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St. Louis Rams: 2014 Season Review - Part 2

With all 16 games from the 2014 season finally reviewed, here is part two - of the two part series - which will cover the defensive unit. What position group performed the best and who was the best performer at each position?

Jeff Curry-USA TODAY Sports

At times in 2014 the Rams' Defense took its play to levels that the world had not seen from the team in over a decade. Putting together performances that - at times - not only made them look impenetrable, but also capable of outscoring an opposing offense. This group started the season a bit slow as it took most of the players - compared to others - more time to adjust to the newer, and more complex system. But once everyone began to get more comfortable the improvement was vast. If this group can learn to play with their heads and not their emotions more, they will be one of the best for years to come.

The defense actually only allowed 30 touchdowns all season, which is tied with the Ravens for fourth in the league. The other 10 touchdowns came from the offense (8) and special teams (2). The defense only gave up 18.3 ppg, which is fifth in the league. Also, this unit finished in the top 12 for turnovers with 25 forced, and over the final 11 games - once the line got it rolling - averaged 3.4 sacks a game. The most impressive area of this defense's game was the red-zone. This unit epitomized the bend but don't break theory.


Sack City could not be located anywhere on the map to start the season. It was almost like a deserted island that no one wanted to visit. The unit only garnered two sacks in its first five games of the season. Now in all fairness teams were releasing the ball faster in games against the Rams, than in any other game throughout the season, which says a lot of positive things about this unit. But this lasted all season, so what changed? Well, for starters the D-Line really started to do an excellent job with their stunts and movements. Numerous times they got to the quarterback before his foot hit the ground for the third time on a simple three step drop. That means you are getting to the point of attack in under two seconds. That's very impressive.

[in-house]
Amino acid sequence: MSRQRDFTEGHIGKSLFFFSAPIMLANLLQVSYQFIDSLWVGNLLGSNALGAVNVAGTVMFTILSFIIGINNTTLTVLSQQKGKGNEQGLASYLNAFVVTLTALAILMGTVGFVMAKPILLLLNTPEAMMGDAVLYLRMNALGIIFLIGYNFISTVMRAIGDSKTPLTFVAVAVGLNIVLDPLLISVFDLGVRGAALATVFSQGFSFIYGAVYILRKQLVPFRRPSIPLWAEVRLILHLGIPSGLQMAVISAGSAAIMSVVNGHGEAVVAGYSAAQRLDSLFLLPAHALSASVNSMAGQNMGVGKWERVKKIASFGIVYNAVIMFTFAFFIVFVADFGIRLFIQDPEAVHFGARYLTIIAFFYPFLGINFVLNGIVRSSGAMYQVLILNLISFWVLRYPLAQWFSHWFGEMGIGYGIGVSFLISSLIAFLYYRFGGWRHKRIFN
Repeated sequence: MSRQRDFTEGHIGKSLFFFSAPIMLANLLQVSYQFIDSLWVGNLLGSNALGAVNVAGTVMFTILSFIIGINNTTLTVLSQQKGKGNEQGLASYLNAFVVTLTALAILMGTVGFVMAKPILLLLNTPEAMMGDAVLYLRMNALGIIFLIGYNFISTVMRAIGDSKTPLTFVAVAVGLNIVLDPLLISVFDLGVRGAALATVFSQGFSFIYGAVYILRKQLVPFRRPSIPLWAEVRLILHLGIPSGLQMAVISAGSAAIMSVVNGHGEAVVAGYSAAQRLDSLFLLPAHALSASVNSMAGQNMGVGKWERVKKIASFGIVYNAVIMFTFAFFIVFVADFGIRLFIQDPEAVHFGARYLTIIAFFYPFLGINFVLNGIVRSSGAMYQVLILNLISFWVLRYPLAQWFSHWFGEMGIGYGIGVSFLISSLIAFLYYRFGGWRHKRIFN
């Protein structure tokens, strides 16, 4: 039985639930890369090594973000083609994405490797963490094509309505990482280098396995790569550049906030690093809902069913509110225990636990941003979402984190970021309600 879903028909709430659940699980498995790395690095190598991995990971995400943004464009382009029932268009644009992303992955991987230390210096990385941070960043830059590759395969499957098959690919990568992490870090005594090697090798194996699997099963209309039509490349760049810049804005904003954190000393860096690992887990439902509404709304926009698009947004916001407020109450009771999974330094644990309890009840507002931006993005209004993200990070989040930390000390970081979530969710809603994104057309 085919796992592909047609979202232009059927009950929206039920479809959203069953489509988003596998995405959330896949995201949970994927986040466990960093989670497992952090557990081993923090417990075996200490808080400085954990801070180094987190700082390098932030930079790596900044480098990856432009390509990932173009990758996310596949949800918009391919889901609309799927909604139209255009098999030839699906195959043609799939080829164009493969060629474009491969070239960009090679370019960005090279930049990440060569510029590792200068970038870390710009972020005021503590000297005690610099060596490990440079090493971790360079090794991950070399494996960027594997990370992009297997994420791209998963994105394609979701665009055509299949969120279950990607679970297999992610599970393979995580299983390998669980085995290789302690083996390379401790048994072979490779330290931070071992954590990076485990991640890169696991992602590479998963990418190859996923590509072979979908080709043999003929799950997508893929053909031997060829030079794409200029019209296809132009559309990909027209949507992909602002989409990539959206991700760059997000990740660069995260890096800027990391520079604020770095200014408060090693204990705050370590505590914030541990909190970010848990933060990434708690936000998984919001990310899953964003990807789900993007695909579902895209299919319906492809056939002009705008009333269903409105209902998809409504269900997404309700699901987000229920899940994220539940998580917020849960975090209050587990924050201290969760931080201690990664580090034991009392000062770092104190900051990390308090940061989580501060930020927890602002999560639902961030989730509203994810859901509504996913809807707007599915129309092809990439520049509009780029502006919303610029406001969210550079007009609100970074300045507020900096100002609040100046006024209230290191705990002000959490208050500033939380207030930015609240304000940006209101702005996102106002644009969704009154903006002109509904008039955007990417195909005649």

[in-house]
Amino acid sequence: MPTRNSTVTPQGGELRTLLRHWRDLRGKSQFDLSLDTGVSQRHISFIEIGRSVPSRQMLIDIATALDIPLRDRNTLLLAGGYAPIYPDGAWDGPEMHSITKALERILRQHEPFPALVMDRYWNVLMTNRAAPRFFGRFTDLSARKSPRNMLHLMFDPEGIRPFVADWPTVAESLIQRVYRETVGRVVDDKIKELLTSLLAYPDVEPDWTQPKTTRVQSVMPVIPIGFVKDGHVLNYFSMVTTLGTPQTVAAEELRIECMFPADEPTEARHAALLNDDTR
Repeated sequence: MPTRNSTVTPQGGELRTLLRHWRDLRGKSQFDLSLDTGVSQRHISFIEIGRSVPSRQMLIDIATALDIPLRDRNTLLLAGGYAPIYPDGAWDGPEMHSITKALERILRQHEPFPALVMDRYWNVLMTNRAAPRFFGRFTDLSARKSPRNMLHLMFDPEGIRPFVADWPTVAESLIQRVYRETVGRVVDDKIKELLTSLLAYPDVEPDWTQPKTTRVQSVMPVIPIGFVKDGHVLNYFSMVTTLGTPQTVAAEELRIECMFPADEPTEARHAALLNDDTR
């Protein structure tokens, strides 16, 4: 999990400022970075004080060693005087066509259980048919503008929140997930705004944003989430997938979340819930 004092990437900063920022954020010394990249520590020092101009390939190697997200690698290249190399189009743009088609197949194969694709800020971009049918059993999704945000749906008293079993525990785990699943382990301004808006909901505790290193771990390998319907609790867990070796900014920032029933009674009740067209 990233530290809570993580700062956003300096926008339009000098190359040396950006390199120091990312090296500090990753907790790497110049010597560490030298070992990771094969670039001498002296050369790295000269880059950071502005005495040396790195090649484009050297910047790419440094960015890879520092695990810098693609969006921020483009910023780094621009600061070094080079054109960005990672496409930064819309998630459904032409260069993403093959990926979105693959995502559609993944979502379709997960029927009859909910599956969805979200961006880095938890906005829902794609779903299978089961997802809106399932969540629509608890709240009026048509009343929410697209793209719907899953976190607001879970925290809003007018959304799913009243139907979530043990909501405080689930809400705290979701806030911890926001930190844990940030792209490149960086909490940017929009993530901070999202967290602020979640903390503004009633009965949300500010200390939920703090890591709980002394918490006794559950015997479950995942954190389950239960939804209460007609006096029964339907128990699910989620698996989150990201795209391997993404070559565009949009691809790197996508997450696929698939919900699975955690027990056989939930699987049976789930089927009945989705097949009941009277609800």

The loss of Chris Long was huge, while his return was minuscule at best. He returned nowhere close to 100%, and it showed. He had no burst, and played using brute force only. There was zero quickness to his game. He has never been the fastest guy on the team, but he has always had a pretty good get off. That was not the case this time around. William Hayes performed about as well as we all would have expected of him. The far less talented version of Chris Long was very good at getting pressure on the QB, and played the run well. Hayes was solid for most the season, but he was far too susceptible to read option plays. The same plays that Chris Long excels at defending. Robert Quinn really regressed. Not because of his sack total, but because of his play and technique. I personally thought he was undeserving of the Pro Bowl, which says a lot considering how I feel about him as a player. He played way to high all season long. One thing you learn very early on is the low man wins in this game, especially down in the trenches. He also rarely used his hands to get defenders off him. Yet he finished with double digit sacks which further verifies why I have the admiration for him that I do. Eugene Sims remained a model of consistency. Not too flashy, very low key, but always producing. His versatility is something that may only be matched by a certain rookie phenom...